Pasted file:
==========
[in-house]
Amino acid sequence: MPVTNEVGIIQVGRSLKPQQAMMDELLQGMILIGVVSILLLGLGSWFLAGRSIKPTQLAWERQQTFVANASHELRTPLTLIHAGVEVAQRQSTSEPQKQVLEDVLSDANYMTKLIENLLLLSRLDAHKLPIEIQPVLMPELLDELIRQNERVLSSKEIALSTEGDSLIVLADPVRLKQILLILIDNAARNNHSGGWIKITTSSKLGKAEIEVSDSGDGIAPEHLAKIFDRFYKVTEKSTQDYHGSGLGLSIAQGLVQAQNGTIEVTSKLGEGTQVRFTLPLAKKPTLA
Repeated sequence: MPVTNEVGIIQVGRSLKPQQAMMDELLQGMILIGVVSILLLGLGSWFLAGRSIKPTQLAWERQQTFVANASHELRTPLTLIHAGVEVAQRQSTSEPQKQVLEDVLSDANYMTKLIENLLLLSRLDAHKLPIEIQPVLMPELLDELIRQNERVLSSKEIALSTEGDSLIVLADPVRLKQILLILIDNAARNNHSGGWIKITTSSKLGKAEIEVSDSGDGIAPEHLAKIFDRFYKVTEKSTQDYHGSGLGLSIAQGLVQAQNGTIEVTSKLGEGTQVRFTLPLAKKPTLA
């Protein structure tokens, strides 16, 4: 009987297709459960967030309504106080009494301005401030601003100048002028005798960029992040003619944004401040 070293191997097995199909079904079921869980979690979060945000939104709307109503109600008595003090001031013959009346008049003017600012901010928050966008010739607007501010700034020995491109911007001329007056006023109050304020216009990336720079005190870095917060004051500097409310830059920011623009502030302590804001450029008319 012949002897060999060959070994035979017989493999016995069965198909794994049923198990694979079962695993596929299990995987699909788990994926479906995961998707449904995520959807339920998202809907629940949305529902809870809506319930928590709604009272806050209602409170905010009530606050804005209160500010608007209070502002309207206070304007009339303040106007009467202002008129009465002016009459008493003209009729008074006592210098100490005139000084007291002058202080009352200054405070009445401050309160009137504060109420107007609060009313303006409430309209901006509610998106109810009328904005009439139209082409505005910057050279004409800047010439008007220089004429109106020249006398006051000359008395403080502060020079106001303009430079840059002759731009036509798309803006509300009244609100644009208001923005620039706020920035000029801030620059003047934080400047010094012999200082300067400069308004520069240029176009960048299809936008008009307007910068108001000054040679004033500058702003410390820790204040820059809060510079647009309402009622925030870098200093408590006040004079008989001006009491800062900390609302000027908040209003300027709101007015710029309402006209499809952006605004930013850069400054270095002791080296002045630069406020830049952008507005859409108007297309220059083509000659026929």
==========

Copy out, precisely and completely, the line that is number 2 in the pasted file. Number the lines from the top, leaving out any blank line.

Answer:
Amino acid sequence: MPVTNEVGIIQVGRSLKPQQAMMDELLQGMILIGVVSILLLGLGSWFLAGRSIKPTQLAWERQQTFVANASHELRTPLTLIHAGVEVAQRQSTSEPQKQVLEDVLSDANYMTKLIENLLLLSRLDAHKLPIEIQPVLMPELLDELIRQNERVLSSKEIALSTEGDSLIVLADPVRLKQILLILIDNAARNNHSGGWIKITTSSKLGKAEIEVSDSGDGIAPEHLAKIFDRFYKVTEKSTQDYHGSGLGLSIAQGLVQAQNGTIEVTSKLGEGTQVRFTLPLAKKPTLA